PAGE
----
Simple Saliva Test Could Improve Lung Cancer Detection
New and improved scanning devices may help detect lung cancers while they are curable, he says. Studies now under way are evaluating the usefulness of two of these devices -- spiral CT and PET scans. These screening methods have been shown to be more sensitive than X-ray in detecting suspicious lesions in the lungs.
Fujiki and colleagues' findings may also aid lung cancer prevention trials. The Japanese researchers have studied the cancer prevention properties of green tea for several years, and in this study they found that green tea extract prevented overproduction of the protein in lung cancer cells.
In an earlier epidemiological study, Fujiki and colleagues suggested that drinking more than 10 small servings of green tea a day (800 milliliters, or 27 ounces) protected against lung, colorectal, liver, and stomach cancers.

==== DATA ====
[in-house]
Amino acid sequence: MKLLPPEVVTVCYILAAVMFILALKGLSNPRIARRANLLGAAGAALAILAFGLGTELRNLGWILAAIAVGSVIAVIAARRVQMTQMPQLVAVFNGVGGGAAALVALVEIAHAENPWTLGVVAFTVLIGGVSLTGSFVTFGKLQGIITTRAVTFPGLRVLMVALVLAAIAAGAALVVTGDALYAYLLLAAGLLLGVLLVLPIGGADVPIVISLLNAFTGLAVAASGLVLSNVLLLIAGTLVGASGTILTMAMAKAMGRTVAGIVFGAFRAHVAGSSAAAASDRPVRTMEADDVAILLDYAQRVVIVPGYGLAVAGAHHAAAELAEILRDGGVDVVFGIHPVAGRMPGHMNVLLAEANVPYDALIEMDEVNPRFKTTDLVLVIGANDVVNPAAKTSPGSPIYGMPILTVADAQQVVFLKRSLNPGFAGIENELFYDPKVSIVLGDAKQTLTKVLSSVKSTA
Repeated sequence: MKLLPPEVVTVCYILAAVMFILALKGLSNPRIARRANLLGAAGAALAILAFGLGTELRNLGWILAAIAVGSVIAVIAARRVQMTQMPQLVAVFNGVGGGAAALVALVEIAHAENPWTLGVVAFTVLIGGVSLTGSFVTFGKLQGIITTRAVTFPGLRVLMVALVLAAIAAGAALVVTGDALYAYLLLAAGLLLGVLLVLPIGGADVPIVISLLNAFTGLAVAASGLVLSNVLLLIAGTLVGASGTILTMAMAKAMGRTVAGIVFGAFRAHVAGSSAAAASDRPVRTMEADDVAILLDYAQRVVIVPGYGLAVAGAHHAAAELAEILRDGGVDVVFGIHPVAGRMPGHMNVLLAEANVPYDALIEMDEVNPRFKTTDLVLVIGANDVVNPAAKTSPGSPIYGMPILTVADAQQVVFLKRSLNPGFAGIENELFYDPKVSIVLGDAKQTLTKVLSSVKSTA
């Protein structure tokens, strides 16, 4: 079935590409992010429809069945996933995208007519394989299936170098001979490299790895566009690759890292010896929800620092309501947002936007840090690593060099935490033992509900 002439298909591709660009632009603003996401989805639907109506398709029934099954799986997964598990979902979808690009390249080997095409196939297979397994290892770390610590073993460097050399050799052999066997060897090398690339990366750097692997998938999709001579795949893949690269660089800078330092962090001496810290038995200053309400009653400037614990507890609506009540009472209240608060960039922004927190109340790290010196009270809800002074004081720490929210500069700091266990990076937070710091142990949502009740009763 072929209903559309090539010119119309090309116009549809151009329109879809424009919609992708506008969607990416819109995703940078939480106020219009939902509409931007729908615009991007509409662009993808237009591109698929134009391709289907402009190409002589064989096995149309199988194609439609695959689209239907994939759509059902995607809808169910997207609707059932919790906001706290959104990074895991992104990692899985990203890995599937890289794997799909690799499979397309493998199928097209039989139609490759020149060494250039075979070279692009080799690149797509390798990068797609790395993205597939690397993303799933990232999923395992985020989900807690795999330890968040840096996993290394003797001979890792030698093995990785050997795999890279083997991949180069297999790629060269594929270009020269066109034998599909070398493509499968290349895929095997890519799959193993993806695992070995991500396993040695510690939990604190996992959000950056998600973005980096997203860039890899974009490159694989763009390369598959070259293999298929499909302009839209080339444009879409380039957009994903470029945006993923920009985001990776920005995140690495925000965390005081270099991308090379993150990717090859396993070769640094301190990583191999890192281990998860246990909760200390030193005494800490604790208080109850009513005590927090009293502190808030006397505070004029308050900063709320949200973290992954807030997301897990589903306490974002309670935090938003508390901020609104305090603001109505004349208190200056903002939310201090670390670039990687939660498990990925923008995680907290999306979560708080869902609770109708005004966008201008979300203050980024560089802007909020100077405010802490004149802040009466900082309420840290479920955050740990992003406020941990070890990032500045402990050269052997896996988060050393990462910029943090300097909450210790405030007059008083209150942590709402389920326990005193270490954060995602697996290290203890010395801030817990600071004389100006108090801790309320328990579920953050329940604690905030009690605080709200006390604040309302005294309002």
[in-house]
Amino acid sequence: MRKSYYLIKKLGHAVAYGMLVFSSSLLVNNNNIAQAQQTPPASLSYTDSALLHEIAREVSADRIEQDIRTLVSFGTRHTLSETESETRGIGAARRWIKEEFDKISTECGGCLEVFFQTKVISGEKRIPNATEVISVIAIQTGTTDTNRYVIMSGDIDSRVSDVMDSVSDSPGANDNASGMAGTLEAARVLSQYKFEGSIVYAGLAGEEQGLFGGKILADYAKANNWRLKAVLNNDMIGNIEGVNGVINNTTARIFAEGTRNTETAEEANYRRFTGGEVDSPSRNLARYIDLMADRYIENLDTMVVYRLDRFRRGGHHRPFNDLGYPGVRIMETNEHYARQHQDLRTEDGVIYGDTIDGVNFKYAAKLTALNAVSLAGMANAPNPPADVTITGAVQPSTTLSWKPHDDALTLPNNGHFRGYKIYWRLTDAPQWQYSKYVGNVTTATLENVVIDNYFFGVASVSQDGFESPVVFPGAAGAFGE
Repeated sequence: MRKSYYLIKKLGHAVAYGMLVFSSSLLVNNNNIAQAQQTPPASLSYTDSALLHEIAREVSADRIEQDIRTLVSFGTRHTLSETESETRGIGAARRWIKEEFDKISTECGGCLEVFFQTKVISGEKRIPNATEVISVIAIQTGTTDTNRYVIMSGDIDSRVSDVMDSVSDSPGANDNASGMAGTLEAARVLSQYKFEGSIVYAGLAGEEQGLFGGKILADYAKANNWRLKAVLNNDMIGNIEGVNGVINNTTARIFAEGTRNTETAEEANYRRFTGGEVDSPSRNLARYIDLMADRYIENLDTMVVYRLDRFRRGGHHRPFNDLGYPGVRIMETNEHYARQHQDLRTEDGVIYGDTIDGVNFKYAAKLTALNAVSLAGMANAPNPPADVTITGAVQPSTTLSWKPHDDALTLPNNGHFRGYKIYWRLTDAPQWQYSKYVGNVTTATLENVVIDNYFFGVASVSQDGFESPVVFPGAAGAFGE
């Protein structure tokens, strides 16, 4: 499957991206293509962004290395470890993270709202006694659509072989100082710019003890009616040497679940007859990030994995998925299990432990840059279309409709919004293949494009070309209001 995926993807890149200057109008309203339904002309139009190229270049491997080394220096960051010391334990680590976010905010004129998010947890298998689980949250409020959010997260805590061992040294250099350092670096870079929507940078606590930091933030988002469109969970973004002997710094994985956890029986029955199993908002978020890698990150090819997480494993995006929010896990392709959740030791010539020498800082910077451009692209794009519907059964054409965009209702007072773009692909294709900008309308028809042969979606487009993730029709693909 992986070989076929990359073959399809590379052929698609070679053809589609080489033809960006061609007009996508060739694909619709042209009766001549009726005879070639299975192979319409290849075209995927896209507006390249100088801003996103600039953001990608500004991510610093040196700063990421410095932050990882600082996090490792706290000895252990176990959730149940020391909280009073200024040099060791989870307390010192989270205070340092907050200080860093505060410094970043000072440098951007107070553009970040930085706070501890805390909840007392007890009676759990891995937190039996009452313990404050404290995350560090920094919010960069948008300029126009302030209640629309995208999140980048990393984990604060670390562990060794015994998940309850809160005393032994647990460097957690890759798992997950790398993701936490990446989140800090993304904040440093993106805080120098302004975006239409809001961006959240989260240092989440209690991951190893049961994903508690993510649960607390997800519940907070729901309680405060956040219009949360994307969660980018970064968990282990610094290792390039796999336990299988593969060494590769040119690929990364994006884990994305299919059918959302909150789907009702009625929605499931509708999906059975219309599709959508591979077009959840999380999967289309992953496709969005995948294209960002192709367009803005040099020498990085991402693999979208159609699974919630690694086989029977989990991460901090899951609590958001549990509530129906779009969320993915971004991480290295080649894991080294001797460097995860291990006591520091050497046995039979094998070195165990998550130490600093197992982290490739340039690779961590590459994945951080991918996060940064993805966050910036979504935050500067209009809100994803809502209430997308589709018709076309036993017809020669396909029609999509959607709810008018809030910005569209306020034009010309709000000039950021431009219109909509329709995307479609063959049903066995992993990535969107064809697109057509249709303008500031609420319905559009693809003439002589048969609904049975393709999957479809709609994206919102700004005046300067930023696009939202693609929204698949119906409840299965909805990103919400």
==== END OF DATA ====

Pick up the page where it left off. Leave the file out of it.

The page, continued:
Though attempts to find better screening methods and cancer prevention agents may eventually help reduce lung cancer deaths, Edelman counters that the best way to reduce mortality from the disease is to convince people to stop smoking.
"You have to remember that at least 85% of lung cancer cases are preventable," he says. "It would be very shortsighted for us as a country to put huge amounts of money into screening at the expense of programs to prevent smoking. We make that point over and over again. But we don't want people to become complacent and think that it is OK to smoke because we will be able to find the cancer early and cure it."